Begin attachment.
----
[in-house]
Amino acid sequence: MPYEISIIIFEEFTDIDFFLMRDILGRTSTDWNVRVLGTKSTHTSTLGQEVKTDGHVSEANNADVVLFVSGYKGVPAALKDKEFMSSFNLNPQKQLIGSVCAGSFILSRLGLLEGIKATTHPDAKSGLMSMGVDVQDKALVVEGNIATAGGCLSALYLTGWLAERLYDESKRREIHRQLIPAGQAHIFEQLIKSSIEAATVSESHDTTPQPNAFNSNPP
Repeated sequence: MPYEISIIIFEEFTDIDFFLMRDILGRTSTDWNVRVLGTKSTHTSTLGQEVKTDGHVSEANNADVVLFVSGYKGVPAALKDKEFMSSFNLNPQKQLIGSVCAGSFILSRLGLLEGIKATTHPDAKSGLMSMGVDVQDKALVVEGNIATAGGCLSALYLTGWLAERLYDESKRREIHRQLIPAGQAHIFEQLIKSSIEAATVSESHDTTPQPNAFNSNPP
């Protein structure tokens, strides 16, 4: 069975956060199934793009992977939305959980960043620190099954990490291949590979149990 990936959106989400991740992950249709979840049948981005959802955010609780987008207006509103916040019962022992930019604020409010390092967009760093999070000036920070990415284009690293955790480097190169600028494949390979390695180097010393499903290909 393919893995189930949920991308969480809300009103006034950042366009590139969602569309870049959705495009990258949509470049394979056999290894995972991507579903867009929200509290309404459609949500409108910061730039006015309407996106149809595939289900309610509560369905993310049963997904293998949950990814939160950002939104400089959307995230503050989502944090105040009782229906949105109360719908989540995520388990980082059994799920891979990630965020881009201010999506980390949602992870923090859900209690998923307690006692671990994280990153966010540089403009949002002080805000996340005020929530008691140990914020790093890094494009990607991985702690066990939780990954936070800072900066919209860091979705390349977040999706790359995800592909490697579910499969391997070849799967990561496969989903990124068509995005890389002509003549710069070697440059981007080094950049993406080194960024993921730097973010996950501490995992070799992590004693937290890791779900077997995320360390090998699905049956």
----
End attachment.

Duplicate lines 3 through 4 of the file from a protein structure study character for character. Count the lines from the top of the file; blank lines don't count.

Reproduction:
Repeated sequence: MPYEISIIIFEEFTDIDFFLMRDILGRTSTDWNVRVLGTKSTHTSTLGQEVKTDGHVSEANNADVVLFVSGYKGVPAALKDKEFMSSFNLNPQKQLIGSVCAGSFILSRLGLLEGIKATTHPDAKSGLMSMGVDVQDKALVVEGNIATAGGCLSALYLTGWLAERLYDESKRREIHRQLIPAGQAHIFEQLIKSSIEAATVSESHDTTPQPNAFNSNPP
């Protein structure tokens, strides 16, 4: 069975956060199934793009992977939305959980960043620190099954990490291949590979149990 990936959106989400991740992950249709979840049948981005959802955010609780987008207006509103916040019962022992930019604020409010390092967009760093999070000036920070990415284009690293955790480097190169600028494949390979390695180097010393499903290909 393919893995189930949920991308969480809300009103006034950042366009590139969602569309870049959705495009990258949509470049394979056999290894995972991507579903867009929200509290309404459609949500409108910061730039006015309407996106149809595939289900309610509560369905993310049963997904293998949950990814939160950002939104400089959307995230503050989502944090105040009782229906949105109360719908989540995520388990980082059994799920891979990630965020881009201010999506980390949602992870923090859900209690998923307690006692671990994280990153966010540089403009949002002080805000996340005020929530008691140990914020790093890094494009990607991985702690066990939780990954936070800072900066919209860091979705390349977040999706790359995800592909490697579910499969391997070849799967990561496969989903990124068509995005890389002509003549710069070697440059981007080094950049993406080194960024993921730097973010996950501490995992070799992590004693937290890791779900077997995320360390090998699905049956």